The lost riches of Venezuela: Nicolás Maduro and the phantom economy

Nicolás Maduro has been unable to fix citizens’ everyday economic problems.

Venezuela is a country endowed with an extraordinary level of natural resources. From gold to iron ore, the productive potential of the South American state has placed it at the very apex of global significance. However, none of this even compares to the country’s vast oil reserves; at 297 billion barrels, it tops the world charts. Yet the most recent economic hardships in Venezuela point to a country bereft of even the bare necessities of life, as loaves of bread, nappies and washing detergents alike have all rocketed in price. The explanation for this seeming paradox is limitlessly multi-faceted; what President Nicolás Maduro and his loyal Chavistas will tell you is at complete odds with the thousands who have been protesting in Caracas over recent weeks. The truth is that both the leaders and the protesters are partially right.

From Chavez to Maduro, it is intriguing that Venezuela’s premier politicians have claimed the country to be in a perpetual state of ‘revolution’, ever since the arrival of the former back in 1999. The notion suggests a constant state of transition, almost of political purgatory, in which the ongoing pursuit of high socialist ideals justifies the problems of the present. Understandable, given that the contemporary Venezuelan climate lends itself for dismal reading – with the highest inflation rate in the world, at 70%, for example. Maduro has devised a number of colourful explanations for such economic woes, some certainly more conceivable than others. Many, the Obama Administration included, have comprehensively denounced the age-old contention by Venezuelan Presidents of a US-lead espionage attempt to destabilise the South American country both politically and economically. The consistent Chavista paranoia is perhaps exaggerated, but it is certainly not unfounded, given the US-lead coup d’état attempt staged against Chavez back in 2002. Maduro has also pointed to the role played by big business, which is also a seemingly fair assessment; tax evasion and market-driven price speculations are difficult to contend with. However, it would be ludicrous to assume that they have caused economic hardships alone.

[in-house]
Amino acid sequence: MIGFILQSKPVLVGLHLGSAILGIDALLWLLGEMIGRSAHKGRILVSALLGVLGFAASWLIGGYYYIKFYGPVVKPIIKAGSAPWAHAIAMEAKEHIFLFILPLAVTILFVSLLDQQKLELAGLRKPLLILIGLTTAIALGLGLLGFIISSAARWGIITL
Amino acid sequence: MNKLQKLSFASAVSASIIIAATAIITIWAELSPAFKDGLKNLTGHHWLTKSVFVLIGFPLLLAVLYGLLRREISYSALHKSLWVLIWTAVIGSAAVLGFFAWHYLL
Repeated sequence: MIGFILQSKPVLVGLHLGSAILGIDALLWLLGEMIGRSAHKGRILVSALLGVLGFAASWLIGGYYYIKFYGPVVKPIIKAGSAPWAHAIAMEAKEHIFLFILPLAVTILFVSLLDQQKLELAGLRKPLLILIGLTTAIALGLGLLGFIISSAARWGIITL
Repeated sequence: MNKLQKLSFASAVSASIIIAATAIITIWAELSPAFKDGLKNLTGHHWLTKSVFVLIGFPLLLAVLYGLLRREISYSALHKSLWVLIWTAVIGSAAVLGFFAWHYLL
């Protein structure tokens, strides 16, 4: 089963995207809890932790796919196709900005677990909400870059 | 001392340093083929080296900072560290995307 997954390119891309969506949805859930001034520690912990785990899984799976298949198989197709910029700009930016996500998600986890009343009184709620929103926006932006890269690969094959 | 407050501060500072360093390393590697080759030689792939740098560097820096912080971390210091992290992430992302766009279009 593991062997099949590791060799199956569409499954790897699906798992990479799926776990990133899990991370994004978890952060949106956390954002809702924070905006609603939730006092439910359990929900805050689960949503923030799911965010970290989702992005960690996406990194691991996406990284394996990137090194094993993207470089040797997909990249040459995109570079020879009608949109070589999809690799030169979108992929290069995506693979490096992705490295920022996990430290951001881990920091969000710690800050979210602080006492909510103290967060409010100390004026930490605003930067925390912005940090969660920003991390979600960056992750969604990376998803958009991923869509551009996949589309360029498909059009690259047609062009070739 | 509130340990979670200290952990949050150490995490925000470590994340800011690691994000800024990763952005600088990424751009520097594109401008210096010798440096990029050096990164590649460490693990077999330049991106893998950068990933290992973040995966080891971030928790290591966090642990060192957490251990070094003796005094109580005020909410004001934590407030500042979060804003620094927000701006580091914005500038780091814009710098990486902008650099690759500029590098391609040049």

The actual level of popular support for the Chavistas and their Bolivarian project is uncertain.

Whatever Maduro says about big business or US plots, Venezuela’s over-reliance on oil exports is profound, and a result of years of economic mismanagement, for which the premier Bolivarian socialists must take some blame. Of course, the sharp drop in oil prices even since last year is an uncontrollable misfortune, and would provide a challenge to the growth of any country. Nonetheless, it is regrettable that Venezuela has neglected its wider economy to such an extent that oil fluctuations induce such economic implications. Indeed, around 95% of its exports come from oil; the term ‘Dutch disease’ comes strongly to mind.

A homeless Venezuelan sets up camp beside an oil well; critics argue that with Venezuela’s abundant oil, it should have fully eliminated poverty by now.

But it is not just in the lack of wider economic strengthening that Maduro and Chavez are partially to blame. The productive capacity of the nationalised oil company, PDVSA, has declined by 25% since it took power in 1999. This is not to say that such inherent inefficiency has been caused by Chavez’s broad nationalisation programme in itself, but rather that those in charge have managed the company very poorly indeed. A considerable amount of oil revenues have remained at home, rather than being utilised on the global market. For many Venezuelans, cheap oil is almost considered a birthright, and significant revenue has therefore been pumped into subsidised oil prices to such an extent that a gallon of oil costs around 1p if you want to fill up your car (yes, really). This is, of course, not a problem in its own right, but when you consider that the price of essentials such as bread are becoming increasingly inflated, one begins to question the methods of economic practice. And oil revenues which have been used overseas, have been used haphazardly; with some going to friendly governments, such as Cuba, in return for short-term medical care, while much has been wasted on payment to the Chinese in an attempt to diminish the 45 billion Venezuela have borrowed from them.

When nearby countries start making offers to exchange tissue paper for oil, as Trinidad and Tobago did last Wednesday, it is perhaps about time to start reconsidering the economic structures of Venezuela’s internal economy. Certainly, the achievements of Chavez, and to a lesser extent Maduro, should not be overlooked; many times have loyal supporters of the Bolivarian Republic, such as George Galloway, rightly pointed to the clear reductions in poverty which have occurred over the previous decade and a half. But the widespread protests over the last year should not be scoffed at, and it remains a disappointing and damning indictment for the world’s most oil-rich nation that economic troubles still plague the lives of everyday citizens.

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